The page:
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10/03/2007 08:17:00 AM

NLDS: Rockies vs. Phillies

By Cliff Corcoran

Let's call it the Cinderella Series. On the morning of Sept. 13 the Phillies were seven games behind the Mets in the NL East. They proceeded to go 13-4, including a three-game sweep of the Mets at Shea (the Phillies won their last eight head-to-head matchups with the Mets), to capture the division on the final day of the season. On the morning of Sept. 17 the Rockies were in fourth place in the wild-card race, five games behind the Padres. They then went 13-1, including a three-game sweep of San Diego at Petco (the Rockies won six of their last seven head-to-head matchups with the Padres), to win the wild card via the seventh one-game playoff in major league history.

The Rockies' 14-1 record over the final 15 games of the season had only been matched once -- by the 1965 Dodgers, who went 14-1 prior to defeating the Twins in seven games in the World Series. The only team ever to finish the season with a 15-game winning streak was the 1960 Yankees, who lost the World Series on Bill Mazeroski's walk-off home run despite outscoring the Pirates 55-27 over seven games.

Add to that the fact that the Rockies have only made one postseason appearance in their 14-year history, that coming when they won the inaugural NL wild card in 1995 and promptly lost the ALDS in four games to the Braves. The Phillies, meanwhile, haven't seen the postseason since 1993. In fact, the first pitch Cole Hamels throws to Kaz Matsui this afternoon will be the first postseason pitch thrown by a Phillies pitcher since Mitch Williams' fateful offering to Joe Carter that ended the '93 World Series.

Adding to the fairy tale flavor is the fact that these two teams are primarily home grown. That group includes six of the Phillies' expected starting nine today (including their ace starting pitcher and the top four men in their order) and seven of the Rockies' starting nine, from Rookie of the Year candidate Troy Tulowitzki to veteran Todd Helton, who was third on the active list of most games played without a postseason appearance prior to today's game.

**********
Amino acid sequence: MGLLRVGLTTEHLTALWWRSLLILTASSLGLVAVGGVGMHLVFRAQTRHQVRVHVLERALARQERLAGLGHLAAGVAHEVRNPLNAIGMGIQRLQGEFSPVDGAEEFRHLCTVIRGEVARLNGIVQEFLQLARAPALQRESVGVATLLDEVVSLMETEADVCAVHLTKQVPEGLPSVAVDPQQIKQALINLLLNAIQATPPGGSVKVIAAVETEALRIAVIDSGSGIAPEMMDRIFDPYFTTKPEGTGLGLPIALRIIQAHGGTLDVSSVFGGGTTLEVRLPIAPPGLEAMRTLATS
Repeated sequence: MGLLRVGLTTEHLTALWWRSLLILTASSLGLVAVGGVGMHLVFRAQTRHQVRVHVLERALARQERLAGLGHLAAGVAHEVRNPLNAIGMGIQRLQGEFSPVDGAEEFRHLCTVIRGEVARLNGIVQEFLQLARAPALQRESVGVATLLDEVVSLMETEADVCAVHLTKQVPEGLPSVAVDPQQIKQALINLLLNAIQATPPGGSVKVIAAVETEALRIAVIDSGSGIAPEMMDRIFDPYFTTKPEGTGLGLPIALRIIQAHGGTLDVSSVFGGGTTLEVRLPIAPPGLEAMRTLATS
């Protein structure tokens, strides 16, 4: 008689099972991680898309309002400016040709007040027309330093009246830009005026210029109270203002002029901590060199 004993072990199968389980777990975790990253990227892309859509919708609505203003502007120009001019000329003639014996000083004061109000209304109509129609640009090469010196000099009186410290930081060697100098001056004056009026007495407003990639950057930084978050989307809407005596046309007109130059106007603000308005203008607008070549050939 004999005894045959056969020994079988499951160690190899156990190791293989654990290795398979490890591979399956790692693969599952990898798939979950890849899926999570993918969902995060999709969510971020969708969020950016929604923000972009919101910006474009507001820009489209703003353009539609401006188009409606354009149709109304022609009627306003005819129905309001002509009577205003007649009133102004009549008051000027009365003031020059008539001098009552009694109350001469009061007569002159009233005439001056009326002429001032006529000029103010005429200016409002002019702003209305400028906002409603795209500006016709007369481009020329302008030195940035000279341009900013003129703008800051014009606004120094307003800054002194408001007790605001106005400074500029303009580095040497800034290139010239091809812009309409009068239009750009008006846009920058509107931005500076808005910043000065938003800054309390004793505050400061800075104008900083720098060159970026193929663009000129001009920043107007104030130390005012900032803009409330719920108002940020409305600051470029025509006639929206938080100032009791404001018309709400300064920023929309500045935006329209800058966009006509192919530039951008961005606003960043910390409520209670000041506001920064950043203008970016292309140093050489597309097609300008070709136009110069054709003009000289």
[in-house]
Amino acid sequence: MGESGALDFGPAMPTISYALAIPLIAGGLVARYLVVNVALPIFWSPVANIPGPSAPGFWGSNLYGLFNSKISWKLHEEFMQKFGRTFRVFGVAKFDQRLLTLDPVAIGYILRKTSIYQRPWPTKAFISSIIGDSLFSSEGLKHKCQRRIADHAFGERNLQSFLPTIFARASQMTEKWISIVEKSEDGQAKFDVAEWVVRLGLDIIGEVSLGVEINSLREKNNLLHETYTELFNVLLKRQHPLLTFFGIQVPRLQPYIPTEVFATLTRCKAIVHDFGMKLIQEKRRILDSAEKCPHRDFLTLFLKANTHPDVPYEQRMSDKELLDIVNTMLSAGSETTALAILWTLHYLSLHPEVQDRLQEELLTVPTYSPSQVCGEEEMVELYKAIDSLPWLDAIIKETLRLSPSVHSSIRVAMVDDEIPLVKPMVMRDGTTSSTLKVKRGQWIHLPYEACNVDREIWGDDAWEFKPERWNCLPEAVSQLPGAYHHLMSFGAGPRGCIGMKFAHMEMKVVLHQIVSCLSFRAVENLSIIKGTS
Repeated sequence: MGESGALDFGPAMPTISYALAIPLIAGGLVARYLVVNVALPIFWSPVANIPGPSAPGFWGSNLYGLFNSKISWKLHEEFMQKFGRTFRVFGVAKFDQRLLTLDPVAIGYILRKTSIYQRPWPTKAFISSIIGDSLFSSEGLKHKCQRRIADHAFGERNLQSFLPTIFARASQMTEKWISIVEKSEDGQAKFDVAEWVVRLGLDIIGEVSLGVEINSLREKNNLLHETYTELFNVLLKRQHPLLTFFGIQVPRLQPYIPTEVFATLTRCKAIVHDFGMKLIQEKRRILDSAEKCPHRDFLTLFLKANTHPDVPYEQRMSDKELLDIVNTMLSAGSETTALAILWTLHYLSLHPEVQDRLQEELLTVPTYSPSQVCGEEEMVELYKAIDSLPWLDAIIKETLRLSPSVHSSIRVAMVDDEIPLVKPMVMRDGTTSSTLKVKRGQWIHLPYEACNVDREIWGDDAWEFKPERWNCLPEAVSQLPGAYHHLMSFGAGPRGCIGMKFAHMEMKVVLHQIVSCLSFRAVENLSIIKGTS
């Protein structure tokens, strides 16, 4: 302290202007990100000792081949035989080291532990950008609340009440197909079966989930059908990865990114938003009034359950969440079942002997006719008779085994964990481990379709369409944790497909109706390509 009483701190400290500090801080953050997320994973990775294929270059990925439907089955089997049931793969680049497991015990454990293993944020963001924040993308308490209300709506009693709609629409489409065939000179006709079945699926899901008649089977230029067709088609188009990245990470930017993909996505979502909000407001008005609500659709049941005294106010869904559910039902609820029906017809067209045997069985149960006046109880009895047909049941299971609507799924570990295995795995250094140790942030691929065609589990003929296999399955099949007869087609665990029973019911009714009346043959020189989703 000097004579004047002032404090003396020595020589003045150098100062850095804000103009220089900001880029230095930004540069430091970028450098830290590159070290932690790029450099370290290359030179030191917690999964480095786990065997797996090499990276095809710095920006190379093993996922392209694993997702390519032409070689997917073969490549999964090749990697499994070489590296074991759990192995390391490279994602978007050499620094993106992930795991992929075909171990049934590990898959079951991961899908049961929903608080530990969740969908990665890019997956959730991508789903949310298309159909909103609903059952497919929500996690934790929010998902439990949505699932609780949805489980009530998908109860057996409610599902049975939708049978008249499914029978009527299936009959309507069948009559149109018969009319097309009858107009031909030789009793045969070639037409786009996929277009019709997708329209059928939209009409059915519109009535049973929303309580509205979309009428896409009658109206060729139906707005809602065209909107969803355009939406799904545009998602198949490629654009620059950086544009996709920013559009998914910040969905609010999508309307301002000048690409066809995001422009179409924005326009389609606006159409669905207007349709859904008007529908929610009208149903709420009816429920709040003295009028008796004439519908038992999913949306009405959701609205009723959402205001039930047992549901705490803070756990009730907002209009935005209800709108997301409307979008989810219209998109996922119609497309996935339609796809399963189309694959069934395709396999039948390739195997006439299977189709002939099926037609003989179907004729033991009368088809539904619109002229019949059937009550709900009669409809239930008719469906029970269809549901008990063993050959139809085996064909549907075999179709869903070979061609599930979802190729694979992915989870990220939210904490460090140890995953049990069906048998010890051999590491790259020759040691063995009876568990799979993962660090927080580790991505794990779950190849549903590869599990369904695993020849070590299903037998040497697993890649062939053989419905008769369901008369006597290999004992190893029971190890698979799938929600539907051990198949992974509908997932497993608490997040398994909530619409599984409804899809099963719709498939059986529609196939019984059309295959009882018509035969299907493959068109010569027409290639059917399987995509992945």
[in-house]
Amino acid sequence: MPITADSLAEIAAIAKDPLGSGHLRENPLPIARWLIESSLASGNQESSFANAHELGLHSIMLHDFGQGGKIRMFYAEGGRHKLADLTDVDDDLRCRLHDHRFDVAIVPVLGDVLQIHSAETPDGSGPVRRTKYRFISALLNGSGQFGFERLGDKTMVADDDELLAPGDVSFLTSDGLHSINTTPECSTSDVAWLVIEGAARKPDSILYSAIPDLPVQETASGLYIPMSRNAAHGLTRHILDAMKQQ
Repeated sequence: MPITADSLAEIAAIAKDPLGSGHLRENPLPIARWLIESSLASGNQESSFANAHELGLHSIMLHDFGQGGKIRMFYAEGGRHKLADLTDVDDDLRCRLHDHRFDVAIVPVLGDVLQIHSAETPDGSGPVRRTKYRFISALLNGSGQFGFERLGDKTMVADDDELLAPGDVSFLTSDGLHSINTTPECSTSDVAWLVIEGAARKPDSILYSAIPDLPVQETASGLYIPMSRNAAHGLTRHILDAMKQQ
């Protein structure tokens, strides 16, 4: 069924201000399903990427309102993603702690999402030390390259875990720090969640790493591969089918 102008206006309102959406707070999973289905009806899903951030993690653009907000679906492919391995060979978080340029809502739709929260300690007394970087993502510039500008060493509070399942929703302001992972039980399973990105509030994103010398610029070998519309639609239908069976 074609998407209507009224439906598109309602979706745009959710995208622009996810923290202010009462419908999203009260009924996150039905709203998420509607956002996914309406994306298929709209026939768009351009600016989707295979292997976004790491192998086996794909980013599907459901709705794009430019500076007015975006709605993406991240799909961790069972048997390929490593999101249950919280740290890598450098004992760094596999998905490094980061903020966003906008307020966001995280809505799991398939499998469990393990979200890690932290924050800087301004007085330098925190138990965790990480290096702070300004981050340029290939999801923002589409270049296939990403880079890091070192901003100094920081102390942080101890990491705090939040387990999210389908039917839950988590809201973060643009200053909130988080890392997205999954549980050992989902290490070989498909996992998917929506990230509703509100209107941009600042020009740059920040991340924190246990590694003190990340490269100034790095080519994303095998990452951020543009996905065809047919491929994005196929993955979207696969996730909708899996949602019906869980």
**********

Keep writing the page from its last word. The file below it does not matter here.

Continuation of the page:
Also among those homegrown players are the two leading candidates for NL MVP in Jimmy Rollins and Matt Holliday. The choice between the two is almost impossible to make. Holliday's Rockies were the less likely postseason participant, but Rollins' Phillies made the Mets the victims of the second greatest collapse in baseball history. Holliday bore more of his team's offensive load, while Rollins was supported by MVP-quality seasons from Chase Utley and Ryan Howard, but, as a shortstop, Rollins plays a much more valuable defensive position than Holliday, who is a left fielder. In terms of raw numbers Holliday was far more productive than Rollins, but Holliday also got a much larger boost from his home park than Rollins did. Then again, Holliday was still more productive than Rollins on the road, hitting .301/.374/.495 to Rollins' .293/.352/.507 (both play in divisions otherwise composed of pitchers parks; Holliday's park-adjusted road OPS+ was 130 to Rollins' 129). Holliday was easily the most valuable Rocky this season, while Rollins had the fifth-highest OPS+ on the Phillies and was not even the most productive member of his team's double-play combination.